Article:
18 November 2014

Letter Sorters of All Sorts

A desk organizer/letter sorter from the new range at Parvum Opus.
This one features a beautiful French hand-marbled paper.

Recently, we introduced our new letter sorter designs at the bindery, and their popularity leads me to believe that there must have been a bit of pent up demand for an object that was a staple of the well dressed desk in years past. I thought it would be fun to do a Pinterest search for unusual antique and vintage letter sorters, and I came across hundreds of variations... The images on Pinterest don't always come with complete descriptions attached, but these ten are all aesthetically interesting enough that I thought you'd enjoy seeing them. Let the sorting begin!

An antique English Victorian Era papier-mâché letter holder. I love the cut-out shape of this piece-- lovely!
Image via rubylane.com.
An elaborately moulded faience letter holder, France 1880.
Image via onlinegalleries.com.

A Tiffany Studios bronze and glass letter sorter.
Image via liveauctioneers.com.

This is something I'd never seen-- a vertical stack of papier-mâché wall-mounted letter sorters, English, 19th C.  
Image via rubylane.com.

A fantastically crafted silver-gilt and champlevé enamel
letter holder by Antip Kuzmichev, Moscow, circa 1890.
Image via sothebys.com.

And now for something completely different:
a pair c1870s Victorian Gothic Bronze Desk Top Letter Holders
Image via rubylane.com.

A sterling silver overlay leather desk top letter holder box, ca 1860.
I love the curved lid on this design--most elegant.
Image via rubylane.com.

If I had to choose amongst the letter sorters in this post,
it might have to be this one... Such and unusual and beautiful design!
An antique French Bronze Enamel Letter Holder.
Image via 1stdibs.com.

This one is plainer, but such a classic beauty:
a 19th c English mahogany letter sorter cabinet.
Image via etsy.com

This is really just the tip of the iceberg. There are countless variations in design, manufacture and materials--especially from the 19th century-- thank you Victorians! They all have style and personality, don't you think?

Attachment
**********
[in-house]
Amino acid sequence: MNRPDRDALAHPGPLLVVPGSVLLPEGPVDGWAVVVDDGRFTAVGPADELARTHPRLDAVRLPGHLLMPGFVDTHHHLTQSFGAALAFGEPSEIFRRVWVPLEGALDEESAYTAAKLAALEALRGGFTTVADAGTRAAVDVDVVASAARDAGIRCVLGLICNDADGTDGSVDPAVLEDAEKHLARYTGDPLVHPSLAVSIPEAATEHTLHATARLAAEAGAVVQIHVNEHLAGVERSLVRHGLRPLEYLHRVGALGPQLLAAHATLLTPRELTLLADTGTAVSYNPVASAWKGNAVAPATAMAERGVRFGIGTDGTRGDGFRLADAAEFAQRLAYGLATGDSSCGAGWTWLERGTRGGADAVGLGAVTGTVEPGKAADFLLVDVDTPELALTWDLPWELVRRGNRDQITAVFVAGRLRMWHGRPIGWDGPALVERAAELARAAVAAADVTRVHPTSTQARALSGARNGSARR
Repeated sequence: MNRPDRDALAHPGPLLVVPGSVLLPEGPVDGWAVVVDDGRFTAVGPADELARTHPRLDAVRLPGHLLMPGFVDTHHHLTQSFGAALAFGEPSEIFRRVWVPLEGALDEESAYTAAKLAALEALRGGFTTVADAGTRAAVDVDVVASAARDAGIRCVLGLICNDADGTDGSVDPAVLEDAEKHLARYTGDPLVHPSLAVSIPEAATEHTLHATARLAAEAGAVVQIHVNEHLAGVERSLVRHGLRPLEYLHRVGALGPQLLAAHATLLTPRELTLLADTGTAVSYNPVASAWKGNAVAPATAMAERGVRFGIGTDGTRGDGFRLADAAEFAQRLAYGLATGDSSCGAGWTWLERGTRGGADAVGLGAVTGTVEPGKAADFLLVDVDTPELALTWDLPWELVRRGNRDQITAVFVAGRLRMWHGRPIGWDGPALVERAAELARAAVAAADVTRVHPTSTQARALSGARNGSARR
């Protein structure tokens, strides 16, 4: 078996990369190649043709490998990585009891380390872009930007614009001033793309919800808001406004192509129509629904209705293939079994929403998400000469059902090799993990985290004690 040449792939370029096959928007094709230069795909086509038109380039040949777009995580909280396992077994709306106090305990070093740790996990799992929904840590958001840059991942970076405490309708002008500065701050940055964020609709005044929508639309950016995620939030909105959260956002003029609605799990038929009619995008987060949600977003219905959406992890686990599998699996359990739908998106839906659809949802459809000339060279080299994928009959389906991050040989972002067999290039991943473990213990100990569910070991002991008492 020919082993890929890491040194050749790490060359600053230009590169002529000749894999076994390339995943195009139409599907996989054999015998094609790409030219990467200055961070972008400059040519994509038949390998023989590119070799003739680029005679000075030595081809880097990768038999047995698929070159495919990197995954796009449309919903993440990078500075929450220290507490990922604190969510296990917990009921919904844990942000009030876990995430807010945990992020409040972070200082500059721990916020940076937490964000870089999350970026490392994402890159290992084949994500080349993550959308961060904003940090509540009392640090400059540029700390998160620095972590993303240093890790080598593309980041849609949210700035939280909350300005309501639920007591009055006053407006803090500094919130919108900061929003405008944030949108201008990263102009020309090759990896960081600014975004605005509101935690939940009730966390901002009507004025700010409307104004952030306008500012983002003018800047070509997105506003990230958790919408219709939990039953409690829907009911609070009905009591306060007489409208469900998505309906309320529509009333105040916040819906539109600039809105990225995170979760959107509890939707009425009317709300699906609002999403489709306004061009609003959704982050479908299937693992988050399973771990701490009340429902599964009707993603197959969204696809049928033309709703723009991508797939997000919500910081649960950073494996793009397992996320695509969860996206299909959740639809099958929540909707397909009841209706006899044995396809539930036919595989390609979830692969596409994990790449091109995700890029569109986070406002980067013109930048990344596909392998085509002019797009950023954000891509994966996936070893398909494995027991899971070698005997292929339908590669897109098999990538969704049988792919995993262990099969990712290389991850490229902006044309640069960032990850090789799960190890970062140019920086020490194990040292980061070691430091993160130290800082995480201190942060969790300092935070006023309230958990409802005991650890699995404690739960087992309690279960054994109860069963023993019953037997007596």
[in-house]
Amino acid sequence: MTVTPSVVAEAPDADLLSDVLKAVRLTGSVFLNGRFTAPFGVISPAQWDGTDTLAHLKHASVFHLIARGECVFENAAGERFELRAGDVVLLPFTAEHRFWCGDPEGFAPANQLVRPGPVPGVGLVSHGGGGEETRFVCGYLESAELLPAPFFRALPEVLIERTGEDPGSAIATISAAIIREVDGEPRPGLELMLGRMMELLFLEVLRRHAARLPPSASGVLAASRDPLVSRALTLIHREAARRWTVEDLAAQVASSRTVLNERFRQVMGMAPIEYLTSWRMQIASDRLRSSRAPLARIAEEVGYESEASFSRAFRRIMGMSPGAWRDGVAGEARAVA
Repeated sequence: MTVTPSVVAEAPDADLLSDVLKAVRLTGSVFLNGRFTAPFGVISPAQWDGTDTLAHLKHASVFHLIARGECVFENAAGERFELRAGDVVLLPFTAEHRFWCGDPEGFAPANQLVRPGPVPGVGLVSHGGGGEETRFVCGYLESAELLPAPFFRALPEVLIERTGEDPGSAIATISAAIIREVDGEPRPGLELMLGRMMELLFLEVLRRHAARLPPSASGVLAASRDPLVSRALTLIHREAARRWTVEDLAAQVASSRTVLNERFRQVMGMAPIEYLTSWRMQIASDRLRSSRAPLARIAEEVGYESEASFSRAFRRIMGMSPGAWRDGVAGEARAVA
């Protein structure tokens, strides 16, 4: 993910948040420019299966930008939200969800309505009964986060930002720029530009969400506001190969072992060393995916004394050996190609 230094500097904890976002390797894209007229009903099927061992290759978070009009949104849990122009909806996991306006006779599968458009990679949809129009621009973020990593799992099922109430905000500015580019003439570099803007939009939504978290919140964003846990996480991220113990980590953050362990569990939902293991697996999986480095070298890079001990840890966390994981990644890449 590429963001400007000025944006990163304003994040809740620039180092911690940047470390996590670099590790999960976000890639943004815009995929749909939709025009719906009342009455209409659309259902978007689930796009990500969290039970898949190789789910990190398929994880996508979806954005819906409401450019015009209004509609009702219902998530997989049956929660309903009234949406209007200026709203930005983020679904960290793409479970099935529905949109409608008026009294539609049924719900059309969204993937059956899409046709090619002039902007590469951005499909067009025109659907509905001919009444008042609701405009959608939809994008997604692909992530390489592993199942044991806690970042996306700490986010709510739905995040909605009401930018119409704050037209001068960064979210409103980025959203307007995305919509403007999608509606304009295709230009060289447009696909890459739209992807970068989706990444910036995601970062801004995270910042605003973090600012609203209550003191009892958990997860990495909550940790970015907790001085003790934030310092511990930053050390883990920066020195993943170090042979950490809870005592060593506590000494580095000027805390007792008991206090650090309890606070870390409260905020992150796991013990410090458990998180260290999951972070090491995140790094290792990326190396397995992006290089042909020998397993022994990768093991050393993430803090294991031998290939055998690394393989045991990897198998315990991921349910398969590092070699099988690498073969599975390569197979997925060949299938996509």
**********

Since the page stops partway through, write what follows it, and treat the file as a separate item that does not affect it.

1. Hello Erika, I don't think that there is any way I could choose among these letter holders. As soon as I want to get a closer look at, say, that Gothic one, the mahogany one beckons. They are all superb, and your question suggests the far more practical choice of starting a collection!

    There are many kinds of Chinese wall pockets that could be pressed into similar service, as well as desktop stationery trays and document boxes ranging in quality from 'cool' to Imperial.

    1. Dear Jim,
      I can see we have a similar disposition: why choose one great object when you can 'collect 'em all'?! ;) Letter sorters are actually a great thing to collect as they're so functional in many situations. I think I must have a dozen sitting around the house near reading chairs (filled with bookmarks and tiny notebooks), near the phone (filled with coupons and receipts), near the back door (filled with post-its, packs of mints and change for the parking meters)...the list goes on and on! I'll bet you have even more beauties, having China's shops at your fingertips-- lucky you!
      Warm regards,

  2. Hello, Erika,

    As soon as I saw the distinctive look of Antip Kuzmichev's letter holder, I knew it had to be Russian. But I would not want to use it for letters; it's too pretty to have any part obscured. I would opt for the handsome English mahogany cabinet which is more reminscient of your own designs. Perhaps you are channeling from a distant English sojourn.

    1. Dear Mark,
      I have to agree with you-- that Kuzmichev piece is so sculptural that it can stand alone...astonishing craftsmanship! Can you even imagine any of today's so-called 'luxury goods houses' taking the time (and having the capability in the first place) to manufacture something like that?!? These objects, like a Mozart composition, remind me of the outer limits of human artistic capabilities--wonderful! I think we'll have to arm wrestle for that English mahogany piece.... it's plainer than the others, but it's my favorite as well! Just imagine all of the goodies that could be tucked into all of those slots!
      Warm regards,

  3. Nice post, things explained in details. Thank You.

  4. Very interesting blog. A lot of blogs I see these days don't really provide anything that attract others, but I'm most definitely interested in this one. Just thought that I would post and let you know.